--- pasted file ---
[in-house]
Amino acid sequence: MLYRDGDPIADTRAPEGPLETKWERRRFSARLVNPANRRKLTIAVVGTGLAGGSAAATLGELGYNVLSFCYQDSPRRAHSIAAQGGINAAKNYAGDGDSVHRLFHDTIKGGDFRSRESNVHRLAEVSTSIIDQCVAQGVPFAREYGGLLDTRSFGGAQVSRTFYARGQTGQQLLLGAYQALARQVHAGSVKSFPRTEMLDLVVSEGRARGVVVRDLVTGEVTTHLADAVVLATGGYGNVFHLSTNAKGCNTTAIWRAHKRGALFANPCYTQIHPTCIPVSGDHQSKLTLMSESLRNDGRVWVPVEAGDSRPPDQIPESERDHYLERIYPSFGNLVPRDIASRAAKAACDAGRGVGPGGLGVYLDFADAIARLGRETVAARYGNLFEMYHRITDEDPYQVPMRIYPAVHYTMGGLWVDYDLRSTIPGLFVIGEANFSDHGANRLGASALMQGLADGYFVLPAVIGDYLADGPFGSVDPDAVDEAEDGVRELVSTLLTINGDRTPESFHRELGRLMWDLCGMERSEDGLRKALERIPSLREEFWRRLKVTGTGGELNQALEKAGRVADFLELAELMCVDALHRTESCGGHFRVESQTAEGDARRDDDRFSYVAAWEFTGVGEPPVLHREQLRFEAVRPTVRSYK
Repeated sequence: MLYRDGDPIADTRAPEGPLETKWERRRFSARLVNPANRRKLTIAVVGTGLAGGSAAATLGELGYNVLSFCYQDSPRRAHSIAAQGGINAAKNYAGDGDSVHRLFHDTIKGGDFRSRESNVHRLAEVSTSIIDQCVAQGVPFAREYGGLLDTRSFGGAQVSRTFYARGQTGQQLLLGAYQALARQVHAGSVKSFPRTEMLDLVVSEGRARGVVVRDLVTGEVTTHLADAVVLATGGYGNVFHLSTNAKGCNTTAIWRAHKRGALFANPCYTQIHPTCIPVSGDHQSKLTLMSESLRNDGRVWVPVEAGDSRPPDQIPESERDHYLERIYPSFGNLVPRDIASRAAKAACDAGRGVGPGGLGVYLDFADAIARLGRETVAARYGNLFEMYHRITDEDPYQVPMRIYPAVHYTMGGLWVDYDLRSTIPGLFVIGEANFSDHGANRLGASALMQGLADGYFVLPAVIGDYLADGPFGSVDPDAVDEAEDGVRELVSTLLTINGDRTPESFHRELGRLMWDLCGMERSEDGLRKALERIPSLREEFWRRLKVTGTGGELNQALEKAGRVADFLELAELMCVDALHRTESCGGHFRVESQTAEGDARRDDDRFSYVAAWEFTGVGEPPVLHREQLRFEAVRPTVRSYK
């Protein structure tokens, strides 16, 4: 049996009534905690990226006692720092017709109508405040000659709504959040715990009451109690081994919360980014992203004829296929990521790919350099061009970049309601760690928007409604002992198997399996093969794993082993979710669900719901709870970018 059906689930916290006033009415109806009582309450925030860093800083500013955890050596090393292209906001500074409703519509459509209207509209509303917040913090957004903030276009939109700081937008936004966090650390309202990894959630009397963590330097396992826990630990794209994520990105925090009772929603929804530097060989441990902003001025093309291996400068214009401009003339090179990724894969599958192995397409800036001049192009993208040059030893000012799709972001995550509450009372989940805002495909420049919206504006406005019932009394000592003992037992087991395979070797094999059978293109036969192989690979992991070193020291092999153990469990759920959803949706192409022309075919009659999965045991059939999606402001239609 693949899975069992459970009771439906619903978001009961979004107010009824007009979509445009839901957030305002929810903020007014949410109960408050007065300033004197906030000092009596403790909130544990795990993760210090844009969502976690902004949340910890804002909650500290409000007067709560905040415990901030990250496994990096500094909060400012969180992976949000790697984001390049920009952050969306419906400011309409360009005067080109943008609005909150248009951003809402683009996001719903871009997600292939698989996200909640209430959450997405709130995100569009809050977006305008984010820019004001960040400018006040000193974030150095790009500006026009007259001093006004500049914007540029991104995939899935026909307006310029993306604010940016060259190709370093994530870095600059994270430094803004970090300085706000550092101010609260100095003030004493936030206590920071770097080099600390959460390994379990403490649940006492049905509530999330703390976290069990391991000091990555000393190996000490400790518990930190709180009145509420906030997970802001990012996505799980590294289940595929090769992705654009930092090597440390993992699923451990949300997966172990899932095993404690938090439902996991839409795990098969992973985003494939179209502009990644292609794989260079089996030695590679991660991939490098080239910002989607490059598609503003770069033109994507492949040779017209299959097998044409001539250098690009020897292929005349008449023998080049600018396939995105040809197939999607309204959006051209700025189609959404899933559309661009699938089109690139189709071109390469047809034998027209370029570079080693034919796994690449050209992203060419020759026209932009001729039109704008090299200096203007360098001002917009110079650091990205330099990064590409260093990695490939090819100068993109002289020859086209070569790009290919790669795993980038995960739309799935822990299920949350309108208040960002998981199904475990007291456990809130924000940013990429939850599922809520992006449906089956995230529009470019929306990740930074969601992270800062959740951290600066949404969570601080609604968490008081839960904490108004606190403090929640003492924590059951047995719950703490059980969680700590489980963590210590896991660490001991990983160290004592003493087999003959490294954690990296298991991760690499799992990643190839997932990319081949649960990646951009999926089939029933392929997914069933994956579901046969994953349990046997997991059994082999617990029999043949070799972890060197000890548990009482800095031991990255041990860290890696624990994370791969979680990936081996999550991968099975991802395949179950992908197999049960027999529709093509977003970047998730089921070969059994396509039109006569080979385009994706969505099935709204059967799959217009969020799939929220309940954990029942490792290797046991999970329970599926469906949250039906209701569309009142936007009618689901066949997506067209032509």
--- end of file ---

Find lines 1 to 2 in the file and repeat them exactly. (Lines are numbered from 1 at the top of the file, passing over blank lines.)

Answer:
[in-house]
Amino acid sequence: MLYRDGDPIADTRAPEGPLETKWERRRFSARLVNPANRRKLTIAVVGTGLAGGSAAATLGELGYNVLSFCYQDSPRRAHSIAAQGGINAAKNYAGDGDSVHRLFHDTIKGGDFRSRESNVHRLAEVSTSIIDQCVAQGVPFAREYGGLLDTRSFGGAQVSRTFYARGQTGQQLLLGAYQALARQVHAGSVKSFPRTEMLDLVVSEGRARGVVVRDLVTGEVTTHLADAVVLATGGYGNVFHLSTNAKGCNTTAIWRAHKRGALFANPCYTQIHPTCIPVSGDHQSKLTLMSESLRNDGRVWVPVEAGDSRPPDQIPESERDHYLERIYPSFGNLVPRDIASRAAKAACDAGRGVGPGGLGVYLDFADAIARLGRETVAARYGNLFEMYHRITDEDPYQVPMRIYPAVHYTMGGLWVDYDLRSTIPGLFVIGEANFSDHGANRLGASALMQGLADGYFVLPAVIGDYLADGPFGSVDPDAVDEAEDGVRELVSTLLTINGDRTPESFHRELGRLMWDLCGMERSEDGLRKALERIPSLREEFWRRLKVTGTGGELNQALEKAGRVADFLELAELMCVDALHRTESCGGHFRVESQTAEGDARRDDDRFSYVAAWEFTGVGEPPVLHREQLRFEAVRPTVRSYK